The NumPy Fortran-ordering quiz
A. M. Archibald
peridot.faceted at gmail.com
Wed Oct 18 09:30:02 CDT 2006
On 18/10/06, Charles R Harris <charlesr.harris at gmail.com> wrote:
>
>
> On 10/17/06, A. M. Archibald <peridot.faceted at gmail.com> wrote:
> > On 17/10/06, Charles R Harris <charlesr.harris at gmail.com> wrote:
> > >
> > >
> > > On 10/17/06, Travis Oliphant <oliphant.travis at ieee.org > wrote:
> >
> > > > Thus, reshape does the equivalent of a Fortran ravel to [1,4,2,5,3,6]
> > > > and then a Fortran-order based fill of an empty (3,2) array: giving
> you
> > > > the result.
> > >
> > > Why a Fortran ravel? I am thinking of it as preserving the memory
> layout,
> > > just messing with how it is addressed.
> >
> > Because, to first order, the memory layout is totally irrelevant to a
> > python user.
> >
> > array([[1,2,3],[4,5,6]],order='C')
> > array([[1,2,3],[4,5,6]],order='F')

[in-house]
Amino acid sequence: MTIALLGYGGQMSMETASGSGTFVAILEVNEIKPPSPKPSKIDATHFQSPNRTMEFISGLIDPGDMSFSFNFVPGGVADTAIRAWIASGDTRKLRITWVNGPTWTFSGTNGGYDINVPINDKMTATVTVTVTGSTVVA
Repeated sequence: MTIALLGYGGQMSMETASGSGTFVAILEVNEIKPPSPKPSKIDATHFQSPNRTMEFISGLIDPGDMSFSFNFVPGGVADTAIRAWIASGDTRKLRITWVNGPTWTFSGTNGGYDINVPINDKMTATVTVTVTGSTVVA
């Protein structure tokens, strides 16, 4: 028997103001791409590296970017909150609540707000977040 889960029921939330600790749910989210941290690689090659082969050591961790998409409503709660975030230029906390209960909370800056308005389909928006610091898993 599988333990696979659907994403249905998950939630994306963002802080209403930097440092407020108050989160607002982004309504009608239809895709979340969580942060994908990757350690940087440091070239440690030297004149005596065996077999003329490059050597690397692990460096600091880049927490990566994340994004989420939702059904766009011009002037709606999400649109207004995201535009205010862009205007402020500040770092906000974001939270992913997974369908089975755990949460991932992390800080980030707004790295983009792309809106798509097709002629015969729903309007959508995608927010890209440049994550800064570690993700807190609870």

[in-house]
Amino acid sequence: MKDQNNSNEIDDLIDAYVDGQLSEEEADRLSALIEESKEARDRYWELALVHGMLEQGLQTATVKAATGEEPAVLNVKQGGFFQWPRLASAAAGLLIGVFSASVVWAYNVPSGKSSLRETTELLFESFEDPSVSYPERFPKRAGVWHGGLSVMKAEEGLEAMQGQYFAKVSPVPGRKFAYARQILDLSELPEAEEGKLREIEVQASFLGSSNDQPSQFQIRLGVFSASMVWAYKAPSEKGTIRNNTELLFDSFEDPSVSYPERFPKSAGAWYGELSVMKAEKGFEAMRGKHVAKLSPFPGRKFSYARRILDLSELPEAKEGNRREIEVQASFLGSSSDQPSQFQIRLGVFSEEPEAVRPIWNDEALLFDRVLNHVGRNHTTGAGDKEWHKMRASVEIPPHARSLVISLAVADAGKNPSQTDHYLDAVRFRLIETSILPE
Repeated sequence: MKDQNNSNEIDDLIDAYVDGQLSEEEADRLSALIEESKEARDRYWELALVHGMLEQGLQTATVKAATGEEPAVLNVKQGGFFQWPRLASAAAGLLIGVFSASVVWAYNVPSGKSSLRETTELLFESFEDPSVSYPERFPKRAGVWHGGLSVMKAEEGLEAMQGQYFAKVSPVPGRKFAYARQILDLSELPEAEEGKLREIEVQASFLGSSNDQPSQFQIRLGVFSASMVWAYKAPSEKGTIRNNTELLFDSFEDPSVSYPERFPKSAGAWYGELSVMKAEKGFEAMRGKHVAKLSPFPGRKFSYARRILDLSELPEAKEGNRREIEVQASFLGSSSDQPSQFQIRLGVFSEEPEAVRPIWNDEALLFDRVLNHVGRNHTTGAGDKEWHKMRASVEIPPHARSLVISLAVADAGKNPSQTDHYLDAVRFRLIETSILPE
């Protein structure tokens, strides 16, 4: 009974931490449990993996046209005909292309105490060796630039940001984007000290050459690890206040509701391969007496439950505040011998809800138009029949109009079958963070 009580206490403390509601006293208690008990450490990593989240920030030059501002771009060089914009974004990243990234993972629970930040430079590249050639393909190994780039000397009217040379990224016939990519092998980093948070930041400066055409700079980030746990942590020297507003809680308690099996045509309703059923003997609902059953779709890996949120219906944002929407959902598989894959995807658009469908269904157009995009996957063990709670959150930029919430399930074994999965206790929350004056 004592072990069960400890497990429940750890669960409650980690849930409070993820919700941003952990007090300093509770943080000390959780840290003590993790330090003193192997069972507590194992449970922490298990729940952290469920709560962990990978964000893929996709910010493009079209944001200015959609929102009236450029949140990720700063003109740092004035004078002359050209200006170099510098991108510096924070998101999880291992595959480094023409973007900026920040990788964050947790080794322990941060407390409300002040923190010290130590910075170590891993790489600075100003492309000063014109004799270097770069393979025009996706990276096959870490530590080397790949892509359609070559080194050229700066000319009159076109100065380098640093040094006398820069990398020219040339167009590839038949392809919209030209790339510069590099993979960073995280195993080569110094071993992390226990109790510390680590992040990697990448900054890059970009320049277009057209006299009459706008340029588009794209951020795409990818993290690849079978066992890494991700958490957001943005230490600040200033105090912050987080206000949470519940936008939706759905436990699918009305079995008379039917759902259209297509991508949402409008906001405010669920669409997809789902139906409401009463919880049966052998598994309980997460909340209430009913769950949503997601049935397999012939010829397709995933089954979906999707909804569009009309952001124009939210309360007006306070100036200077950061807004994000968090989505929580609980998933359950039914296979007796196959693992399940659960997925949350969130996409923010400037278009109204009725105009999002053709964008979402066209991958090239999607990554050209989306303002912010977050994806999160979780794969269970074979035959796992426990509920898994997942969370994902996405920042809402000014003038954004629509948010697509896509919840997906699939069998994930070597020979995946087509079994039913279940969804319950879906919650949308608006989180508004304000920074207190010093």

> >
> > should be nearly identical to the python user.
>
> So what is the point of having a fortran layout if things are not actually
> layed out in fortran order? As far as I can see, memory layout is the only
> reason for fortran ordering. Now I can sort of see where the fortran ravel
> comes from, because the result can be passed to a fortran routine. And it
> does look like a.ravel('F') is the same as a.T.ravel(). Hmmm. Now I wonder
> about this:
Thins are laid out in Fortran order if you request Fortran order upon
array creation. You just can't see it, normally. Numpy tries hard to
make arrays of all different orders look identical.
Of course, the reason I said "to first order" is that when determining
when to copy and when not to, or when passing arrays to C or Fortran
functions, sometimes it does matter. For example, a typical Fortran
linear algebra routine needs its arrays to be in Fortran order in
memory.
> In [62]: array([[1,2,3],[4,5,6]], dtype=int8, order='F').flags
> Out[62]:
> CONTIGUOUS : False
> FORTRAN : True
> OWNDATA : True
> WRITEABLE : True
> ALIGNED : True
> UPDATEIFCOPY : False
Unless you're working with C extensions, it doesn't make much sense to
ever look at flags. The memory layout does not affect normal array
behaviour (including reshape).
A. M. Archibald
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